The purpose of this paper is to review the book, Why America's Top Pundits Are Wrong: Anthropologists Talk Back.
The author, himself an anthropologist, evaluates how a group of anthropologists responds to popular right‐of‐center pundits.
Why America's Top Pundits Are Wrong: Anthropologists Talk Back is just as instructive for what it reveals about the current condition of anthropology – and, for that matter, left academia – as for what it says about the lack of anthropological sophistication in popular books that purport to tell us what is right or wrong with the world and where it is heading. Freighted with postmodernism, the influence of Michel Foucault in particular, present‐day anthropology makes assumptions not unlike those of the Straussians of the far right. Thus, our left‐of‐center anthropologists have trouble locating what is so objectionable about reactionary conservatism and, at the same time, difficulties in assessing social conditions, both at home and abroad. The author ends with sketching an anthropology that would pay more attention to the psychological and environmental costs of globalization.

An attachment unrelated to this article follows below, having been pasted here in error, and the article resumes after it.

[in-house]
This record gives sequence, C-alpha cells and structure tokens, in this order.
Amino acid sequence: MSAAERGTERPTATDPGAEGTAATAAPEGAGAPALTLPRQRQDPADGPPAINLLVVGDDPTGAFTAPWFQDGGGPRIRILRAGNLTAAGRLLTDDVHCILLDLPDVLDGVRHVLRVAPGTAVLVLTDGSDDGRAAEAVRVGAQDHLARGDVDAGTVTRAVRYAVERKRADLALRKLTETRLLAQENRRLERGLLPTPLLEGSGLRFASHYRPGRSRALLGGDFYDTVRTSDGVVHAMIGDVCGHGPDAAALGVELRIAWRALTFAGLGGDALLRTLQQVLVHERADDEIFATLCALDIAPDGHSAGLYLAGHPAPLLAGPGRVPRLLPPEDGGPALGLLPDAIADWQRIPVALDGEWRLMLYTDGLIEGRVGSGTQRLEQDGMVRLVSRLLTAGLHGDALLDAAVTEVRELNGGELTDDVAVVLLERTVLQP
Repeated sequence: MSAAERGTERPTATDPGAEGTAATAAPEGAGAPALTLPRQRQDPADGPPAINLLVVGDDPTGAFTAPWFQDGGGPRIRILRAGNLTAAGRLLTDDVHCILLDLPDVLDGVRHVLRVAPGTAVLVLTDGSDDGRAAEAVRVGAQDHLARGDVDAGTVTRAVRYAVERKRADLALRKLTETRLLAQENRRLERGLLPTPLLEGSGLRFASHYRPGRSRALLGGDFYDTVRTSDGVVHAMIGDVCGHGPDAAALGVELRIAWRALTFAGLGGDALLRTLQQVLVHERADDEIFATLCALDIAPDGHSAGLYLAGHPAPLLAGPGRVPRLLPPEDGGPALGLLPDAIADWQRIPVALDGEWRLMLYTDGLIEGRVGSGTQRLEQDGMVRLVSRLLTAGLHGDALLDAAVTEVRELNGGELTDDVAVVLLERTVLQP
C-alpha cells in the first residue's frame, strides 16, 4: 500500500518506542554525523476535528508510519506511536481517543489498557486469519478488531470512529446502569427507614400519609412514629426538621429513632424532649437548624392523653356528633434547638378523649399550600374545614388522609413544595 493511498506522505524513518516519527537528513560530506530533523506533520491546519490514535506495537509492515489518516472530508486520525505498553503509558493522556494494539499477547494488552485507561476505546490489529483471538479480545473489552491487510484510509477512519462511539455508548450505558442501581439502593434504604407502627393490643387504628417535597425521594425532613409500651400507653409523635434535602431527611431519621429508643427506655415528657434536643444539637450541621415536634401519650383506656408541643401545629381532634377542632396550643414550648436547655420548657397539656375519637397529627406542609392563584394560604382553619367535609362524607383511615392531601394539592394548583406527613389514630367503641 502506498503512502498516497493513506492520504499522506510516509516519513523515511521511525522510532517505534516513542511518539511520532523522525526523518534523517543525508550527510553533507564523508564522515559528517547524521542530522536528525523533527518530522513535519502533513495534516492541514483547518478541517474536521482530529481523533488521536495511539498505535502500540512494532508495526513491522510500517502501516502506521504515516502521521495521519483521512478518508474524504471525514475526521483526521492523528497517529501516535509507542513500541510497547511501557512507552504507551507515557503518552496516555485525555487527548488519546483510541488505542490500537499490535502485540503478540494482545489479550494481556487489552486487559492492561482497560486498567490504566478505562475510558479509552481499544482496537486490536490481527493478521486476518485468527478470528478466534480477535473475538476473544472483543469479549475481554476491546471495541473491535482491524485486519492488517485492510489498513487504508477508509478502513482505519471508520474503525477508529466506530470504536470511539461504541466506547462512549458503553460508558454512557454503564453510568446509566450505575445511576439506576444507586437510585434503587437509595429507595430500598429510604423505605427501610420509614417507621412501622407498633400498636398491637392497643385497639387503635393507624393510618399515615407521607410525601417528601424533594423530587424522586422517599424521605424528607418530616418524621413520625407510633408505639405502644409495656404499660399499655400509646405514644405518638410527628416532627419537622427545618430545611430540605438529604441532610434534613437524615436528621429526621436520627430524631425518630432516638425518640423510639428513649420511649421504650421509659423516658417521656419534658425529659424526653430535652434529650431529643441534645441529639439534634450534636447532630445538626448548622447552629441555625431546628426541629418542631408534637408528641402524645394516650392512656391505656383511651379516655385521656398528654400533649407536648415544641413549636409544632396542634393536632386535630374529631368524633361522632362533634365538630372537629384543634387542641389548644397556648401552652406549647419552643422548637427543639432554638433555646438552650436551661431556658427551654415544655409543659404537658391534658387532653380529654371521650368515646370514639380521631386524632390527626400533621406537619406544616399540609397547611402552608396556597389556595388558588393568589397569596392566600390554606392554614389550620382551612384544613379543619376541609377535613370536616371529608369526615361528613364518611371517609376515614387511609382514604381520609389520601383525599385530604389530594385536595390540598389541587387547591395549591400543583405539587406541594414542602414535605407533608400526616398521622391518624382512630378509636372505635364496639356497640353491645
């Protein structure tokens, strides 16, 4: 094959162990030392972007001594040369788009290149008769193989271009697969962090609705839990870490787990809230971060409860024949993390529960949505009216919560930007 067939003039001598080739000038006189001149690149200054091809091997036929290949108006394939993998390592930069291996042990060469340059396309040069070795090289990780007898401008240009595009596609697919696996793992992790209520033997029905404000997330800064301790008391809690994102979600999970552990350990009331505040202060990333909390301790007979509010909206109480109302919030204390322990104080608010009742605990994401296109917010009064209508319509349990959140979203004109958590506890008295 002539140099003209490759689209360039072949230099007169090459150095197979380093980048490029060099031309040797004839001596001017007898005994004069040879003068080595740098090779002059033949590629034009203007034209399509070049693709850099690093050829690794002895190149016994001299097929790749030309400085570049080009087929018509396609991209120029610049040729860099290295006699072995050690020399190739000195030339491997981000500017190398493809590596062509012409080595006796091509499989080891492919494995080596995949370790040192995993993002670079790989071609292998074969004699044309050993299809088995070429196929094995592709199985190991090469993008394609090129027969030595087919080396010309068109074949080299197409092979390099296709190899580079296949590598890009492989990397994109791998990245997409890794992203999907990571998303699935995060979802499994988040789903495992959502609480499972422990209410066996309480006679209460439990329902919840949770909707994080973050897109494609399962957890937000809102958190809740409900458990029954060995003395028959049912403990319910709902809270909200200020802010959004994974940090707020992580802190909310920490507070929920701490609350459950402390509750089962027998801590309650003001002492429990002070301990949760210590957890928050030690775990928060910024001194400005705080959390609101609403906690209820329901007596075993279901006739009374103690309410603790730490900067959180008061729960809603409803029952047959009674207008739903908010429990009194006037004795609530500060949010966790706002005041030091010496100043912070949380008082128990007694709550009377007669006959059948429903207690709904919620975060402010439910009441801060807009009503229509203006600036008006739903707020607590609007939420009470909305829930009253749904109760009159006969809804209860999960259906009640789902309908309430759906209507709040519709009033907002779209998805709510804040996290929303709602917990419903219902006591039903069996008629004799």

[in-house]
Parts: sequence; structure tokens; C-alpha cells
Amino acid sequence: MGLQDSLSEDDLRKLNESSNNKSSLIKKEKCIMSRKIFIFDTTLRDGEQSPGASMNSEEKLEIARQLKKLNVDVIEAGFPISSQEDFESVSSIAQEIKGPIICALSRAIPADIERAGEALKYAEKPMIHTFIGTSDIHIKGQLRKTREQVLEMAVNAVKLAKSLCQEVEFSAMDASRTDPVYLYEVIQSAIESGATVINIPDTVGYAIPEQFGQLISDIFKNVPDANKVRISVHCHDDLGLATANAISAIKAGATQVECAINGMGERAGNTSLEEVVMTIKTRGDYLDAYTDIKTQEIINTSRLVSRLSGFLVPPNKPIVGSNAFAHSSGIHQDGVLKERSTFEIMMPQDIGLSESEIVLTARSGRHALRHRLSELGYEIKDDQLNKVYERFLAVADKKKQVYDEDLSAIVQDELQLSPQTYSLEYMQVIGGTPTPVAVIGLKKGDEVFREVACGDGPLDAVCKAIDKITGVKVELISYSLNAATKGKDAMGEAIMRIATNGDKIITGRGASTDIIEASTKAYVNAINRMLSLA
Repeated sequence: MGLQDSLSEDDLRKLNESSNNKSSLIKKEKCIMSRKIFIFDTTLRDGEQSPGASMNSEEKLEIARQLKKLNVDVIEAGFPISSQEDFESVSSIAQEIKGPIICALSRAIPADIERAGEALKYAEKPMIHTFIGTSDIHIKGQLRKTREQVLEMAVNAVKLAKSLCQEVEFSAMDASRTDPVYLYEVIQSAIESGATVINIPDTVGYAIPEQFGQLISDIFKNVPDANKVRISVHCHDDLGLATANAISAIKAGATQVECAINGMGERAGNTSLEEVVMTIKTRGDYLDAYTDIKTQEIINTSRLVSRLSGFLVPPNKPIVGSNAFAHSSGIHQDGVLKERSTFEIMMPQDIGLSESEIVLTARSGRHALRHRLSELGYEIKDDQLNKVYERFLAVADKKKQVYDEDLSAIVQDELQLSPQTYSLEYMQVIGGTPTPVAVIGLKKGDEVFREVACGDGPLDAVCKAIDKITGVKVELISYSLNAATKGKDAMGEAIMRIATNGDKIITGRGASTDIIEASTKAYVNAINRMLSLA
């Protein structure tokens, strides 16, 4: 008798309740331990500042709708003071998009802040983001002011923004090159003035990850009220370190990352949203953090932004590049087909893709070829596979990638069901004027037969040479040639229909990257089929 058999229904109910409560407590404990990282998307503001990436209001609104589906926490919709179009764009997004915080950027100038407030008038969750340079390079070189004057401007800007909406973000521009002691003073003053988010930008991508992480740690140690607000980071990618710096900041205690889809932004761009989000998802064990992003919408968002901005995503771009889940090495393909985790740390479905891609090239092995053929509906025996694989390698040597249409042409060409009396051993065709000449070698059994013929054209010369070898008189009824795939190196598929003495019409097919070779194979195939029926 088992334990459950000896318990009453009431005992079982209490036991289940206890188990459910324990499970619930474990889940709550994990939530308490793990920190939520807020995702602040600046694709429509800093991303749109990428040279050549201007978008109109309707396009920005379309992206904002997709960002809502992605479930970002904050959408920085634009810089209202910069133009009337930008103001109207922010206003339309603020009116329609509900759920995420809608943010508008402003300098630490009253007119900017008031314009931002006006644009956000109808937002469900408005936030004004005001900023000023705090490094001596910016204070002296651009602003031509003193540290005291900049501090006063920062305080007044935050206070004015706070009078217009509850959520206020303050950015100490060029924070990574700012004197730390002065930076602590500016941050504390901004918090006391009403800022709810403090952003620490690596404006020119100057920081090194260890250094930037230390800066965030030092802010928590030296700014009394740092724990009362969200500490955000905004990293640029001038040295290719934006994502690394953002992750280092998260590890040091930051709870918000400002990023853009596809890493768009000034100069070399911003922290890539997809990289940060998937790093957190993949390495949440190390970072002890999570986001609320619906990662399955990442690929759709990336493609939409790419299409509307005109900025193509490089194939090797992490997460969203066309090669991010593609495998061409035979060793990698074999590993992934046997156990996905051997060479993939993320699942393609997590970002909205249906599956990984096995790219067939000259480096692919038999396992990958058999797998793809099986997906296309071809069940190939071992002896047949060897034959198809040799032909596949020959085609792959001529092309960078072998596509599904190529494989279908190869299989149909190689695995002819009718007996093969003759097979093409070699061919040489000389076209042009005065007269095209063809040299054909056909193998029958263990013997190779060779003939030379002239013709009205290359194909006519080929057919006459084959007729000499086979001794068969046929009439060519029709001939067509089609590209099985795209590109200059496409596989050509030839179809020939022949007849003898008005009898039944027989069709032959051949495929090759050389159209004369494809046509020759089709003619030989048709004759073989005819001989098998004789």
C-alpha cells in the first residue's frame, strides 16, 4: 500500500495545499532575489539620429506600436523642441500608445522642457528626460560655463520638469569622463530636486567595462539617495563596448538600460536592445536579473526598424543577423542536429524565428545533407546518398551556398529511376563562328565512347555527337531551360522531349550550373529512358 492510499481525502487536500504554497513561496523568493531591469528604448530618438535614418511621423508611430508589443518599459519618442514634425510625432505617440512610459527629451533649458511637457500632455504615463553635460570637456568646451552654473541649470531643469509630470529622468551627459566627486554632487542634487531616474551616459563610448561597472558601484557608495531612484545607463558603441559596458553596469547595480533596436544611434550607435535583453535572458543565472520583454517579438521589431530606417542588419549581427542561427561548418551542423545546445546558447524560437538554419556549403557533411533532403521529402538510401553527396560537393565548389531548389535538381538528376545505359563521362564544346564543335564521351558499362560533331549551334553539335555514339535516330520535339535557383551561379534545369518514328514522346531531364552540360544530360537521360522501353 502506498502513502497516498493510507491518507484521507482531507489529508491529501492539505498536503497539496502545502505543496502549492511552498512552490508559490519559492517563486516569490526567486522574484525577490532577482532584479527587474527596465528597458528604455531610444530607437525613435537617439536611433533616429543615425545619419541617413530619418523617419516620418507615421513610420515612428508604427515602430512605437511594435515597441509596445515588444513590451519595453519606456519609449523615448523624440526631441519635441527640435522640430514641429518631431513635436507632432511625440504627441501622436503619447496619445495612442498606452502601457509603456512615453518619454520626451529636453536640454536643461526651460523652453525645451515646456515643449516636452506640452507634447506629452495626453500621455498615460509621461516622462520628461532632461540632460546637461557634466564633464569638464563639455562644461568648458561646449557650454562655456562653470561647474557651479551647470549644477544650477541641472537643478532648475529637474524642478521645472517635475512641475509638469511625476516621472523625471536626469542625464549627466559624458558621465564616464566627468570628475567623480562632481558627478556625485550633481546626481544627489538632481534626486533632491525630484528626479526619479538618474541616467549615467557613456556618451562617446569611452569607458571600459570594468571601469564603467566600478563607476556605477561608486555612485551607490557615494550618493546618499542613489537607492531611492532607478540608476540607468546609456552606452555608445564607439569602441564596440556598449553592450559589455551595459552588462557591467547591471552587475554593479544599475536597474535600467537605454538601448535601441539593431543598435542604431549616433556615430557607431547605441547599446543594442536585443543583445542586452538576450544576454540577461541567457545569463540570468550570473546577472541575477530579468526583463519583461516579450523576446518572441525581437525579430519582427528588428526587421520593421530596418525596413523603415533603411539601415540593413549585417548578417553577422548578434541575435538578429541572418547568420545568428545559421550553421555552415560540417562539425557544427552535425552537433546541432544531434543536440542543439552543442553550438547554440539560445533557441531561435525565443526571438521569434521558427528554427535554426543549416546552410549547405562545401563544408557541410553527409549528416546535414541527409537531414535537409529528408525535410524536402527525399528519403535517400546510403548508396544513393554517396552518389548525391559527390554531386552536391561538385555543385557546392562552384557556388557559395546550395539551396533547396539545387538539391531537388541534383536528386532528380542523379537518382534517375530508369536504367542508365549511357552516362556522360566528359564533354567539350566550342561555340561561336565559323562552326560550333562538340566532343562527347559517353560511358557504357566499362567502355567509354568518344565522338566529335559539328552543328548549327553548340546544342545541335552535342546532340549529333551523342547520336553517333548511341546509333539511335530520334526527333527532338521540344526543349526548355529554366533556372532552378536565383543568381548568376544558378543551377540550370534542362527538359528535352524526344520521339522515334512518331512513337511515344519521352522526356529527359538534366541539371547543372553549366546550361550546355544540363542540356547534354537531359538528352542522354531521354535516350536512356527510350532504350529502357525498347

Notes that the 12 contributions dispense with academic jargon and try to reestablish a public presence for anthropology – a format which may reach a wider public.
Ingham, J. (2006), "Anthropologists are speaking up (finally), but are they saying enough? A review of Besteman, C. and Gusterson, H. (Eds), Why America's Top Pundits Are Wrong: Anthropologists Talk Back", On the Horizon, Vol. 14 No. 1, pp. 9-18. https://doi.org/10.1108/10748120610648426Download as .RIS
Emerald Group Publishing Limited
Copyright © 2006, Emerald Group Publishing Limited